Hollywood's "Diversity in Summer" strategy continues with the release of "Larry Crowne," a romantic dramedy about middle-aged characters, which should provide very welcome counterprogramming to this week's other big release, the obnoxious, idiotic "Transformers: Dark of the Moon."
Pixar, the studio that brought us the "Toy Story" movies, "Finding Nemo," "Ratatouille," etc., has never released a "bad" movie. "Cars 2" doesn't change that.
"Mr. Popper's Penguins" is "a Jim Carrey movie." Not that there's anything wrong with that ...
"Super 8" is a summer blockbuster that isn't based on a comic book or in 3D. How's this for a welcome change?
Nobody does a cinematic love letter better than Woody Allen. "Manhattan" is the greatest example of this, of course, but "Vicky Cristina Barcelona" exuded Allen's affection for Spain.
When Dreamworks released "Kung Fu Panda" in 2008, no one predicted its success. "Shrek" was still the studio's favorite franchise, and American animation studios had encountered little success translating Asian themes.
Let's be honest. The usual summer genres look pretty lame for 2011. I'll gladly admit I'm wrong, but few of the movies made to give us our action, comedy, and romance fix show much promise. "Thor" and "Pirates 4" have already underwhelmed. The trailers for "Cowboys & Aliens," "Rise of the Planet of the Apes," and "Green Lantern" all look laughably bad. The "Transformers" franchise is back - enough said. "Cars 2" is a sequel ...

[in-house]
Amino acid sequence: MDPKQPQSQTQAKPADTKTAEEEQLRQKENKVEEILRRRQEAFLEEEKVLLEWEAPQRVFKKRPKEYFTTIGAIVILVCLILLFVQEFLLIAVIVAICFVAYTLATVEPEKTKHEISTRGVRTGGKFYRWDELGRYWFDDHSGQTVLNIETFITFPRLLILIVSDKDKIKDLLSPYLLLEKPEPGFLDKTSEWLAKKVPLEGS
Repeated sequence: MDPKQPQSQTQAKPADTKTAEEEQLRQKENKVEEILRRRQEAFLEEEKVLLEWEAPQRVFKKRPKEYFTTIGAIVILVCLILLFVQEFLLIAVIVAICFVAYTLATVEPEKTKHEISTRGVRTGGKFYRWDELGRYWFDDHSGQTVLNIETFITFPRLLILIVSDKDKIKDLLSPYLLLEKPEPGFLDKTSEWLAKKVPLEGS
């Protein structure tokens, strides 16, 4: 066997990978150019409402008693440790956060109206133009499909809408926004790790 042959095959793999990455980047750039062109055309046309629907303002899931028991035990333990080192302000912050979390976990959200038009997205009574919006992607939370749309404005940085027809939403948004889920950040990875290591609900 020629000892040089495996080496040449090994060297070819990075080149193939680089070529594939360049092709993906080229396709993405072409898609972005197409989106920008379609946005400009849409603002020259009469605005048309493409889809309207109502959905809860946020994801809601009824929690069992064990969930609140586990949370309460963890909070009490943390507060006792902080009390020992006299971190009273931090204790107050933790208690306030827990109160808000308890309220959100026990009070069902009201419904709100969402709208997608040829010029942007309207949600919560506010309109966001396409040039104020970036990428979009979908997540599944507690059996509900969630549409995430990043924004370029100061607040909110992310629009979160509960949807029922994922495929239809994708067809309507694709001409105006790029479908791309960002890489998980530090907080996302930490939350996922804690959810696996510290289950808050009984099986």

It makes perfect sense that "On Stranger Tides," the fourth installment of the "Pirates of the Caribbean" franchise, would be in 3D. After all, 3D is little more than Hollywood's way of pillaging and plundering audiences' hard-earned money, so the format is appropriate for a movie about pirates.
"Bridesmaids" is an improbable movie for numerous reasons.
For those of us who hate the 3D trend, Marvel Entertainment and Paramount Pictures have given us the perfect gift. No movie demonstrates the problems with 3D better than "Thor."
With the release of "Fast Five," I guess the summer movie season is upon us. And by "upon us" I mean it is set to trap us in a headlock, strap us to the hood of a muscle car and drive really fast until it crashes into something. Repeatedly.
"Hanna" is the sort of movie that leaves an impression. That much I expected from a movie about a teenage girl assassin.
Going to "Rio" is an experience as diverse as rainforest foliage. The movie is fun enough, but the trip begins with some egregious, loathsome marketing.
Hollywood continues to remake the 80s, and continues to do it badly.
"Source Code" could easily have been released during the '70s, the era of high concept science fiction and paranoid thrillers. Director Duncan Jones manages to update those formulas, though, into a smart action movie that fits perfectly into 2011 America.
Nothing about "Fast & Furious 6" makes sense. The initial premise, every aspect of character development, and every plot point are all ridiculously, shockingly mindless.
"Mayan Blue" is an atypical Georgia film. Most of the crew either come from or live in North Georgia, yet the film was shot entirely in Guatemala and features an abundance of breathtaking underwater cinematography.
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